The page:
Rolling Stone covers the P2P leakage of Wilco's new album and the subsequent campaign amongst fans to show their appreciation through donations:
"How do I feel about the record leaking on the Internet?" he says. "Well, that's a little bit like asking me how I felt about the sun coming up today. It's an inevitable thing and not something we ever perceive as a problem. We were -- to be honest -- surprised it took as long as it did [about ten days]. Basically, once the first batch of promotional CDs began circulating at record companies and in the media, we knew it was just a matter of days. It's just something you plan for and assume at this point."
"The band and I think this idea is great because it just underscores something we believe very strongly: that real music fans are prepared, even anxious, to prove their loyalty and support their favorite artists," Margherita says. "They want to participate. These people are not the enemy . . . They're the backbone of what we all do. Plus, we get to support a charity that we think is very important, and I'm certain that a vast majority of the people who are downloading the record are going to want the real thing when it comes out in June."
When Wilco superfan Ronen Givony downloaded a copy of the band's fifth album, A Ghost Is Born (not due for release until June 22nd), from the Internet two weeks ago, he felt simultaneously elated and indebted.
The Boston-based Web master of bemydemon.org -- a Wilco lyric site that singer Jeff Tweedy has occasionally consulted backstage in moments of forgetfulness -- the twenty-five-year-old Givony transcribed the new songs' lyrics and sent them to Tweedy with an apology for having the album early, a promise to purchase it when it is commercially available and a solicitation for lyric corrections.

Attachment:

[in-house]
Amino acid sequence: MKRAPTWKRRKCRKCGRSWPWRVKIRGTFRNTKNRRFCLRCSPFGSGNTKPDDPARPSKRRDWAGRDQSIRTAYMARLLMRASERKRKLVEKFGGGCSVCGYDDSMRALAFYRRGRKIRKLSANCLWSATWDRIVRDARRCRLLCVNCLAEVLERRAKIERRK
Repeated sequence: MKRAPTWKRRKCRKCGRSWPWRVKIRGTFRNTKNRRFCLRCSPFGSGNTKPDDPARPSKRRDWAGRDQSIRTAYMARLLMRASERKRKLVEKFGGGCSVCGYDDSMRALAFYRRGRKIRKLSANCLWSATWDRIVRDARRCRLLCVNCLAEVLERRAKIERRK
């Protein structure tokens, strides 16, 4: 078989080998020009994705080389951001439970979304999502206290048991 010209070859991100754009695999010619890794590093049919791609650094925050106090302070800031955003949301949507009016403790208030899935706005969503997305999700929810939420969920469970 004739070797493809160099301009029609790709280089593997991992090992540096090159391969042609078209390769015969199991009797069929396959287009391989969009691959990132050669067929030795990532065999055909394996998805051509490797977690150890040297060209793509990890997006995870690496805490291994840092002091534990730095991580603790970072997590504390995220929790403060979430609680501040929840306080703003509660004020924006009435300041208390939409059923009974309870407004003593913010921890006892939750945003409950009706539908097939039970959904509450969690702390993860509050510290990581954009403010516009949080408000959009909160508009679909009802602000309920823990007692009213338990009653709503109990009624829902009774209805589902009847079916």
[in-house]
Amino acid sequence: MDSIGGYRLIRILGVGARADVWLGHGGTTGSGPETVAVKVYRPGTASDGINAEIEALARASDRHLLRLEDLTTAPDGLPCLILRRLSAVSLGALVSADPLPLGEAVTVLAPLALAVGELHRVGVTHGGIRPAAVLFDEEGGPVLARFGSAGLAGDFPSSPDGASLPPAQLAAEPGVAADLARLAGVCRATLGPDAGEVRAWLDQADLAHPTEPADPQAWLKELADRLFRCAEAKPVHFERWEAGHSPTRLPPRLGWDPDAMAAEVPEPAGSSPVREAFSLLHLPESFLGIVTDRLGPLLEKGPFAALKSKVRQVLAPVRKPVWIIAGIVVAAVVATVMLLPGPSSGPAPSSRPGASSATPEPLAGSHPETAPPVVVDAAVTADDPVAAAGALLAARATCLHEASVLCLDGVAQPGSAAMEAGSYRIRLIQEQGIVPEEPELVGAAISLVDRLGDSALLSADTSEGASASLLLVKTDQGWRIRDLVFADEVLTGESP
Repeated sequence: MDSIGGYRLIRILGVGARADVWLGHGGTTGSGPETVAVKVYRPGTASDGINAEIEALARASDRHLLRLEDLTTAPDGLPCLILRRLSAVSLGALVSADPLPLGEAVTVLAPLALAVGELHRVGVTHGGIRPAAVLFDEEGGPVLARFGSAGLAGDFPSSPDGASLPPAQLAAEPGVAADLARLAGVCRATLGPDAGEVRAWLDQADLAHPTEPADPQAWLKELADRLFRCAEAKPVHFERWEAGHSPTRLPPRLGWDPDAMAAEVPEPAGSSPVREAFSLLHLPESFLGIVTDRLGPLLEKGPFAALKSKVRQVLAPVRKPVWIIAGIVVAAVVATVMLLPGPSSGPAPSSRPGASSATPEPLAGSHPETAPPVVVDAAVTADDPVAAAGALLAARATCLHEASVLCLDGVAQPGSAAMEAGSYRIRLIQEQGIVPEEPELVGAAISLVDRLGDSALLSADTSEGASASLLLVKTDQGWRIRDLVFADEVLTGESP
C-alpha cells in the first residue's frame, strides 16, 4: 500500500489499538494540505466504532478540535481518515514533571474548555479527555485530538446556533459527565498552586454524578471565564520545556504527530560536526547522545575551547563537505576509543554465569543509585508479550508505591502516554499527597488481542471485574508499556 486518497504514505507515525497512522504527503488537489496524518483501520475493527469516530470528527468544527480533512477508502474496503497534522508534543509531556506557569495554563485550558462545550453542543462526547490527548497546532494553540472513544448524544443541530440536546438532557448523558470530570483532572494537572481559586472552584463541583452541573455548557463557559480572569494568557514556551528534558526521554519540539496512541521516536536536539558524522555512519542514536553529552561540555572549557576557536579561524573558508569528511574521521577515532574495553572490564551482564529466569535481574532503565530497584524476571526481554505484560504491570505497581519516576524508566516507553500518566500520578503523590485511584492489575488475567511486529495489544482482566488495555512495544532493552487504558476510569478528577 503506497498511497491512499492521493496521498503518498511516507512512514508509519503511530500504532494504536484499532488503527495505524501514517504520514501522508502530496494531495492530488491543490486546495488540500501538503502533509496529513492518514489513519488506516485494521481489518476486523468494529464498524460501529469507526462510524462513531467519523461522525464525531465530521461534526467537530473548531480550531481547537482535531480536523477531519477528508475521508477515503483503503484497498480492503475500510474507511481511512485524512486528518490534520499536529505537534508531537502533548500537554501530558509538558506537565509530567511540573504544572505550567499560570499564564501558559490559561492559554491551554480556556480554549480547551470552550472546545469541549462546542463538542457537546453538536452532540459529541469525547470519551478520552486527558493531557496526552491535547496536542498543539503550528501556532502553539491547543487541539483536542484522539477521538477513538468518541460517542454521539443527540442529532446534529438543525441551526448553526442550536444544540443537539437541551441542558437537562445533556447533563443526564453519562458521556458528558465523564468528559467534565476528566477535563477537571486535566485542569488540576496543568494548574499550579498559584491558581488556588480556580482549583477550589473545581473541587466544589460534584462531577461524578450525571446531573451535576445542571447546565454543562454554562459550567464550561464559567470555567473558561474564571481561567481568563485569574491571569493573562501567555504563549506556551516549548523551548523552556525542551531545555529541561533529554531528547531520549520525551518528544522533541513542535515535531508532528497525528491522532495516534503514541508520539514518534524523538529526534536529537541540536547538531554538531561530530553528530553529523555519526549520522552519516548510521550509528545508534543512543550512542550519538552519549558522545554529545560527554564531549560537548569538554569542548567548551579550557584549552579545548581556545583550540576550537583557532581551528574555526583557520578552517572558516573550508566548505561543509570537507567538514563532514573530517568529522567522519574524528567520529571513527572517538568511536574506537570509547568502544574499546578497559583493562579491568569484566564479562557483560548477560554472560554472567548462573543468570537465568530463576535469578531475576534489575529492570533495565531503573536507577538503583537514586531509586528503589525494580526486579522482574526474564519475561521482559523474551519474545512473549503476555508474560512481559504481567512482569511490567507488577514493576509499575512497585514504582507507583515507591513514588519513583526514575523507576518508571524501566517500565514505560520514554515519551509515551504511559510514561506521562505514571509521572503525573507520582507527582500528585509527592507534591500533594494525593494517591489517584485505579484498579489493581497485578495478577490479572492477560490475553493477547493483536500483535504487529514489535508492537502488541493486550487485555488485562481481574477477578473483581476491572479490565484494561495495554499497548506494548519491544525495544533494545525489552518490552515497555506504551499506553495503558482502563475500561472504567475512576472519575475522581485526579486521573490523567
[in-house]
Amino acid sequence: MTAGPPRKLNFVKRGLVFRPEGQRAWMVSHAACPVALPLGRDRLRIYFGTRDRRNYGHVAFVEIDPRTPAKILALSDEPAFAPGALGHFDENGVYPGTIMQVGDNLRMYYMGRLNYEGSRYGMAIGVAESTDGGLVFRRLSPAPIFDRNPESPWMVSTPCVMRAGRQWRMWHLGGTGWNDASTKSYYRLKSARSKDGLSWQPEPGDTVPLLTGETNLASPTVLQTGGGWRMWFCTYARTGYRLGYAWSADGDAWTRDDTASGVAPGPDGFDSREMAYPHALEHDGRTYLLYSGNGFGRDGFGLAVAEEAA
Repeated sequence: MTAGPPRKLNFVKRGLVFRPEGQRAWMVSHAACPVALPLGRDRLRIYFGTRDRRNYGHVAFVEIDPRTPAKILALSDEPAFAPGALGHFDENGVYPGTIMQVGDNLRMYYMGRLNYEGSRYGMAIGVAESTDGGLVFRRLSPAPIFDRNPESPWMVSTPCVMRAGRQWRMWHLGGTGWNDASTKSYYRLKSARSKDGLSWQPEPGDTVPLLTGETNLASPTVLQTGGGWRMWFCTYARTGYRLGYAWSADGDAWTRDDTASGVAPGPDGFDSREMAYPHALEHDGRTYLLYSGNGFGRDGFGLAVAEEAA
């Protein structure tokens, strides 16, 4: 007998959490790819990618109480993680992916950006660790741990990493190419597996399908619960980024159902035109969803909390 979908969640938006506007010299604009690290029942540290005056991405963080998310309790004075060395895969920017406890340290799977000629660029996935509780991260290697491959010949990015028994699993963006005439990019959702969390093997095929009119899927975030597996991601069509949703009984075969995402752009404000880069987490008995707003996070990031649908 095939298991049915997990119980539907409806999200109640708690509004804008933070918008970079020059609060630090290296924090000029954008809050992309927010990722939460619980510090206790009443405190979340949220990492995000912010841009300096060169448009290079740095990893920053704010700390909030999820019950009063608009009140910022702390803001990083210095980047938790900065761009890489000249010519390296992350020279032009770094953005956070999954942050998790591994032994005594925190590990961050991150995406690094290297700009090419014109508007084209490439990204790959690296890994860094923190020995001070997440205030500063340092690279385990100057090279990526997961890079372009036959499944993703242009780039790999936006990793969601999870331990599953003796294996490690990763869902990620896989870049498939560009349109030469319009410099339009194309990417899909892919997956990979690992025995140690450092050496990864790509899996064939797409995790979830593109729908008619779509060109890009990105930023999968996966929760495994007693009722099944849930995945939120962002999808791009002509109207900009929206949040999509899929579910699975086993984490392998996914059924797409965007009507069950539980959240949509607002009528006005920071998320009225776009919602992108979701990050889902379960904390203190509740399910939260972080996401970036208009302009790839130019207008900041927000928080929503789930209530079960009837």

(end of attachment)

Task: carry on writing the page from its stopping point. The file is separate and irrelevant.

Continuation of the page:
After Tweedy complied, Givony dreamed up a unique way of showing his gratitude: the just-launched justafan.org, a site set up specifically for fans who download copies of the new Wilco album and want to show their appreciation by making a donation to the band-selected charity Doctors Without Borders/Medecins Sans Frontieres. In less than a day online, with nothing more than word-of-mouth publicity, donations exceeded $1,500.
"If you have a community or a fan base that is vocal and has real enthusiasm for the bands and music they love," Givony says, "a project like this can really work."
The fact that the album was in circulation so early surprised no one, including Wilco manager Tony Margherita.
Margherita's matter-of-fact approach to the downloading issue stems in part from the success Wilco had after streaming their previous album, 2002's Yankee Hotel Foxtrot, while it was in limbo during Wilco's well-documented exit from Warner Bros. At last count the album had sold 440,000 copies in the U.S. alone, Wilco's best-selling release to date.